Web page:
The right to bodily autonomy, on the other hand, is one that I never really had. While it is obviously true that all transgender people lose this privilege the moment we seek to transition – our lives and bodies being subject to the whims of legislators, doctors, and everyone who thinks they have some entitlement to know every detail about our genitalia – it is not always obvious to cis folks that trans women can lose our bodily autonomy before this point in time. In my case, one of the hardest things I’ve had to come to terms with is that my “male” socialisation left me vulnerable to rape in a way that has a lot more in common with cis women than cis men. I don’t particularly want to talk about the details, but the short version is that the violent gender policing I endured when I was young left me unable to assert boundaries: to avoid violence, I would freeze any time I perceived a threat. I never fought back, never protested, I just… accepted whatever treatment I was given. So when I became sexually active, is it any surprise that one of my very first sexual experiences was coercive rape? To me that doesn’t seem a surprise at all: rather, it was an almost inevitable consequence of how I was socialised. In some respects, I would argue that I was more vulnerable to coercive rape than a cis woman might have been. At a bare minimum cis women are taught that rape is an actual threat, and they learn safety measures as a survival mechanism. I didn’t even see it coming: nothing in my life taught me to listen to my own fears, and the consequences of that were shattering.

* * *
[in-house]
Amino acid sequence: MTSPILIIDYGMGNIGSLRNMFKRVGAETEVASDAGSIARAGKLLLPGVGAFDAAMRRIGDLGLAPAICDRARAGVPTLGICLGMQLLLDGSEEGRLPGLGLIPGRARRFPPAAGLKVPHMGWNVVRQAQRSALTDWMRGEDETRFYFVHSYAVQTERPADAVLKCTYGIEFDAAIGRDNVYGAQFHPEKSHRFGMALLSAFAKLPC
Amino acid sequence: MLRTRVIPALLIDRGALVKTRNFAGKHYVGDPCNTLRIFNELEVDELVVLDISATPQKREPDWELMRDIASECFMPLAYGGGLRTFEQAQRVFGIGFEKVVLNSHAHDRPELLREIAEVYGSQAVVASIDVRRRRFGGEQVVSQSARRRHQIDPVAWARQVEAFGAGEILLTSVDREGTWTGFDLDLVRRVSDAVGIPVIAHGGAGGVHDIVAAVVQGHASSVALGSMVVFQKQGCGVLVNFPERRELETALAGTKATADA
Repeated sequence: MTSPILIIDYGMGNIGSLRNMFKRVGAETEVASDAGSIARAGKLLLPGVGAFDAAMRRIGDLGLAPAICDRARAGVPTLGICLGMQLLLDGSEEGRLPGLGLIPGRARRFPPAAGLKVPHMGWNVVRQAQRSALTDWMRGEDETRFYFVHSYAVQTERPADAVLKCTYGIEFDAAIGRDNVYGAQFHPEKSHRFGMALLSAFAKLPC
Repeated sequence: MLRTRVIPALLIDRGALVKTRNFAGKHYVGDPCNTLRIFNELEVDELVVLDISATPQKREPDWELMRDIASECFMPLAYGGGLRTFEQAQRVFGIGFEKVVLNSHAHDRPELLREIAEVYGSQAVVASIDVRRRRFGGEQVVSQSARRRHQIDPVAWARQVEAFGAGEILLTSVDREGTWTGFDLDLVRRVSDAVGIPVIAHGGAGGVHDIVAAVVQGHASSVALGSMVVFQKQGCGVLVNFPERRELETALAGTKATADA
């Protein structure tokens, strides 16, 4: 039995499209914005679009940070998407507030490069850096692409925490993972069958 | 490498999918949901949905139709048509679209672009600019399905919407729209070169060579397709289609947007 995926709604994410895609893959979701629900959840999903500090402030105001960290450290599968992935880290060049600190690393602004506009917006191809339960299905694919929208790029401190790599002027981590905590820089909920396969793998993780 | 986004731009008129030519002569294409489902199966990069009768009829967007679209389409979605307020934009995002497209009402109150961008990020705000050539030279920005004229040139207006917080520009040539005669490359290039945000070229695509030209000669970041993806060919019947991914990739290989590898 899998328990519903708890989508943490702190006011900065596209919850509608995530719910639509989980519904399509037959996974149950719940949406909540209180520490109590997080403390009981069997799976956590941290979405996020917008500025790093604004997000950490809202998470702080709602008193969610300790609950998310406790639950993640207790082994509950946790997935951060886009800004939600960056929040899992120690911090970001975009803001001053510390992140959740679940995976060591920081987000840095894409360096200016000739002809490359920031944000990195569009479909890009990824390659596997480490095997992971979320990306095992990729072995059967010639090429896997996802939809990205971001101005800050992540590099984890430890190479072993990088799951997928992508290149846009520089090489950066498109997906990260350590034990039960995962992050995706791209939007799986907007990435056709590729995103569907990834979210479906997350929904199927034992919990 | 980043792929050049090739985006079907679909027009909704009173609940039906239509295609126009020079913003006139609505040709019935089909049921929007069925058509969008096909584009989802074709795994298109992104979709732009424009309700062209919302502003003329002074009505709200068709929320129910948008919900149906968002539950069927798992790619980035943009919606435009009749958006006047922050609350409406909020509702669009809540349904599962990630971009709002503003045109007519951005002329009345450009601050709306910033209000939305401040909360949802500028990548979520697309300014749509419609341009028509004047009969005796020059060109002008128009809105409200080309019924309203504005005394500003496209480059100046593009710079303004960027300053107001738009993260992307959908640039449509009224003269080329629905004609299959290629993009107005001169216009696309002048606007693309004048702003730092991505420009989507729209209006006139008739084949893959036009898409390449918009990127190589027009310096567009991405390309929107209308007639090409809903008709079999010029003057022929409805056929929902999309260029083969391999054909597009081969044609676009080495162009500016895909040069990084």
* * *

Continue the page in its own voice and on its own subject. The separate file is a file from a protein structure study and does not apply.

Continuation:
I started this post with a resigned conviction that nothing I write here will make a difference. This has all been a waste of time. It will change no minds. It will solve no problems. As I reach the end of the post, my feelings are unchanged. There is nothing I could have written here that will stop this frustrating debate from coming up again. It will cross my path again and again, because cisgender people have opinions about gender and they do not listen to transgender people when we try to speak. So if my goal in writing this had really been to speak to cisgender people, it would have been a completely pointless effort. However, I am long past the point of thinking that I write these pieces for the benefit of cisgender people. To my mind, cisgender people are a lost cause in that respect. They will do whatever they want, believe what they want. Instead, my real audience here is my past self and my trans sisters. I spent years trying to make sense of this question, and it was not worth it. Toni Morrison was right about racism: it functions as a distraction, it prevents people of colour from living their lives and there will always be more white nonsense to deal with. So it is with transmisogyny: there will always be another thing because inventing spurious moral panics about us is just what cisgender people do.
None of this is necessary. Don’t waste your time on this nonsense.
This does not need to be a causal claim about the origins of transgender identities, incidentally. Everything I have to say in this essay would still be completely true even if the only reason why trans women are different from cis men prior transition is that we are conditioning on a collider. The only thing that is relevant is that trans women are, purely by virtue of being trans women, a highly unrepresentative subset of male-assigned people: this in itself is a reason for taking care in how one generalises from cisgender men to transgender women. ↩︎
I have chosen to adhere to the same pronouns used in the NPR article simply because I have no idea whether Bradley later transitioned. For the purposes of this essay, it isn’t actually important, because the point I am trying to make is that the socialisation that both feminine boys and trans girls tend to receive is unremittingly violent and cruel, and is in no sense of the term “male privilege”. ↩︎